Page E2.1 . 07 October 2009                     
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    Postcard from Klamath Falls

    ArchWeek Image

    The twin electric generators of the John C. Boyle Hydroelectric Project on the Klamath River in southern Oregon, opened in 1958 and now planned for removal. Kevin Matthews / ArtificeImages

    ArchWeek Image

    Kevin Matthews / ArtificeImages

    ArchWeek Image

    Kevin Matthews / ArtificeImages

    ArchWeek Image

    Kevin Matthews / ArtificeImages

     

    Click on thumbnail images to view full-size pictures.


     
    Dear ArchitectureWeek,

    Seeing them as pure object form in the landscape, a poignant aesthetic of contrasts entwines these manmade elements with their landscape — muscular diversion canal snaking improbably high along the canyon walls, diminished river following below — huge steel penstock tubes dropping hundreds of feet from some apparently random spot on the hillside — the two round generators themselves, framed by their own dedicated traveling crane, bridging over the outwash beneath, loud rushing to rejoin the native waters.

    More pernicious contradictions underlie these visualizations. The John C. Boyle Hydroelectric Project on the upper Klamath River in southern Oregon includes one of the four salmon-blocking dams that are planned to be removed under a historic conceptual agreement among the many and divergent stakeholder groups.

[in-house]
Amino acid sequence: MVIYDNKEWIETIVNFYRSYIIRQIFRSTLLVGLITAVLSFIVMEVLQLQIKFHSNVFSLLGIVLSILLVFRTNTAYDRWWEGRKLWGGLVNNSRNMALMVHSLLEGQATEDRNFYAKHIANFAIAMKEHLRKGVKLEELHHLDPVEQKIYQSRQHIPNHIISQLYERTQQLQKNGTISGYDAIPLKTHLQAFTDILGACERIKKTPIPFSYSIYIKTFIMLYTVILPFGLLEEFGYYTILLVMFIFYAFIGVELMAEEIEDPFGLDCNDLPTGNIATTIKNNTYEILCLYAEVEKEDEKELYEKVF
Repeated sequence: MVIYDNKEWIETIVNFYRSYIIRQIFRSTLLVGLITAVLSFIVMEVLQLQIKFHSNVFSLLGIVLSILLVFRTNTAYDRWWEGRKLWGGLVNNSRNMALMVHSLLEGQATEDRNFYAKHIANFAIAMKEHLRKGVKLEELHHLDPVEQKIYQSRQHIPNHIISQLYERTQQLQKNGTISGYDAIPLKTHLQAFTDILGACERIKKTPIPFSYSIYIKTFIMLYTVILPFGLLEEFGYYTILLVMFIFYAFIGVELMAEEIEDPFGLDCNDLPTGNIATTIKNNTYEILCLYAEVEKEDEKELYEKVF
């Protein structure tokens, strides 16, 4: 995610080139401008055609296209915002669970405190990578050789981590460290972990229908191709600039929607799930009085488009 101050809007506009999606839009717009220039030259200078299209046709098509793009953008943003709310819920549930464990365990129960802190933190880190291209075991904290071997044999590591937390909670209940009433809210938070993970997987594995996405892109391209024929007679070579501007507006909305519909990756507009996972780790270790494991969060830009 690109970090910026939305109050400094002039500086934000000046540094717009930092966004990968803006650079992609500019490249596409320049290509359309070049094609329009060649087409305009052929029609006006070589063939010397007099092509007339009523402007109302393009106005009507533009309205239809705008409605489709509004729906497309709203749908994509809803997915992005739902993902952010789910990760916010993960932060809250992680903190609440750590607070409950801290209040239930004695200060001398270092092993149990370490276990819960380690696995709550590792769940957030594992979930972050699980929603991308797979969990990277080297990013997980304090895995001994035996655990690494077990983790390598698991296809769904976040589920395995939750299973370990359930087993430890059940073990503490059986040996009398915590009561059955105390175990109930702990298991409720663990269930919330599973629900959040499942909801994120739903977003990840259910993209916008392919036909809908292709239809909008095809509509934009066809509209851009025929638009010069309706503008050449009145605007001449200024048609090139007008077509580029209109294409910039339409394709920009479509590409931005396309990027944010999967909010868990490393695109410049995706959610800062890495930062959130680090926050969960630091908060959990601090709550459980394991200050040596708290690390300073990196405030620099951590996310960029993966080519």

Consequences, of the Christo-esque contrasts between the grace of a wild and scenic river and the mass of industrial hydroelectric production infrastructure, start with the near-extinction of a once-fabulously productive vast watershed of salmon spawning streams.

    The conflicts are myriad between use of water for natural ecosystem purposes like salmon, and human-specific purposes, including electric power generation and irrigation.

    A popular river-rafting put-in lies just below the John C. Boyle project — because above it, the river water is both tamed and usurped, with too much in the slack flooded canyon above the dam, and too little in the relative trickle that remains undiverted.

    Acknowledging that the recovery of hundreds of square miles of irreplaceable native watershed outweighs the loss of a few very-replaceable megawatts of generating capacity, and assuming negotiations are successful and the four Klamath dams are breached, an interesting design issue remains.

    How important is it that some or all of the industrial infrastructure be removed? Is it vital that the river canyons be restored entirely to a pristine state, as if these feats of engineering had never happened?

    Or might it be acceptable — or even desirable, in some terms at least, if it could be done without continuing ecological harm — to leave some portion of this heroic infrastructure in place, as a possibly fitting memorial to the grand industrial excesses of the 20th century?

    On the road in Klamath Falls,

    Kevin Matthews
    Editor in Chief
    ArchitectureWeek

     
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